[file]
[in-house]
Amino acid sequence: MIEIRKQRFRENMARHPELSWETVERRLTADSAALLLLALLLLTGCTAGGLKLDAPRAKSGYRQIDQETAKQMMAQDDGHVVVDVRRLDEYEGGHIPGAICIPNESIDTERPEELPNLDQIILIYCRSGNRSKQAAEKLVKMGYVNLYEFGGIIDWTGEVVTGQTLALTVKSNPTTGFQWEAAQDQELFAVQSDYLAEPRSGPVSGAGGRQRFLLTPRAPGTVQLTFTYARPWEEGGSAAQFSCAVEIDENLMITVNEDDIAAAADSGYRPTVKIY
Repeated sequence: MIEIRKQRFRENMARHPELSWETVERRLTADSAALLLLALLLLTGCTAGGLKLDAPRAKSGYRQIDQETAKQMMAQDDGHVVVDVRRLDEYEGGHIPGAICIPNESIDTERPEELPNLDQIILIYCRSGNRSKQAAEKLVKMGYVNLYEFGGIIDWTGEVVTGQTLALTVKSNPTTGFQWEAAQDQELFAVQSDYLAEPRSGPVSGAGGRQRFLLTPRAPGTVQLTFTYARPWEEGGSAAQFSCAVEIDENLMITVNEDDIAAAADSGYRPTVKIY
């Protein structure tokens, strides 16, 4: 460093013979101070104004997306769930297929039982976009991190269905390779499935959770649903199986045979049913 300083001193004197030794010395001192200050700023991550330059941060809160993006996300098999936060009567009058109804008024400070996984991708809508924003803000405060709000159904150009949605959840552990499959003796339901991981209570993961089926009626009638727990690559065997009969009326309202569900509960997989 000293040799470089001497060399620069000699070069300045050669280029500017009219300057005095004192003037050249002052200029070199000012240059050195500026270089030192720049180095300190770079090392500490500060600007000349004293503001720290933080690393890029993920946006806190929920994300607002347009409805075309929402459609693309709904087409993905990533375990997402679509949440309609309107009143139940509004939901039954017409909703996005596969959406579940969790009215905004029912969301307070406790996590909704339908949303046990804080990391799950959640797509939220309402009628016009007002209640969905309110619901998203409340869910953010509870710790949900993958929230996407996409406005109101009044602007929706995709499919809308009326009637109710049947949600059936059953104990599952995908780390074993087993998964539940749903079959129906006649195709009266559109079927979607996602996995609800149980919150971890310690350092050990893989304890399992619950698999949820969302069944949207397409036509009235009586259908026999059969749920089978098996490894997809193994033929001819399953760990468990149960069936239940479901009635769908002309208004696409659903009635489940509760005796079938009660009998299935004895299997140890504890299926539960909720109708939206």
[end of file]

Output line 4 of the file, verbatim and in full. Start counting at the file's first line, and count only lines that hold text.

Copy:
């Protein structure tokens, strides 16, 4: 460093013979101070104004997306769930297929039982976009991190269905390779499935959770649903199986045979049913 300083001193004197030794010395001192200050700023991550330059941060809160993006996300098999936060009567009058109804008024400070996984991708809508924003803000405060709000159904150009949605959840552990499959003796339901991981209570993961089926009626009638727990690559065997009969009326309202569900509960997989 000293040799470089001497060399620069000699070069300045050669280029500017009219300057005095004192003037050249002052200029070199000012240059050195500026270089030192720049180095300190770079090392500490500060600007000349004293503001720290933080690393890029993920946006806190929920994300607002347009409805075309929402459609693309709904087409993905990533375990997402679509949440309609309107009143139940509004939901039954017409909703996005596969959406579940969790009215905004029912969301307070406790996590909704339908949303046990804080990391799950959640797509939220309402009628016009007002209640969905309110619901998203409340869910953010509870710790949900993958929230996407996409406005109101009044602007929706995709499919809308009326009637109710049947949600059936059953104990599952995908780390074993087993998964539940749903079959129906006649195709009266559109079927979607996602996995609800149980919150971890310690350092050990893989304890399992619950698999949820969302069944949207397409036509009235009586259908026999059969749920089978098996490894997809193994033929001819399953760990468990149960069936239940479901009635769908002309208004696409659903009635489940509760005796079938009660009998299935004895299997140890504890299926539960909720109708939206």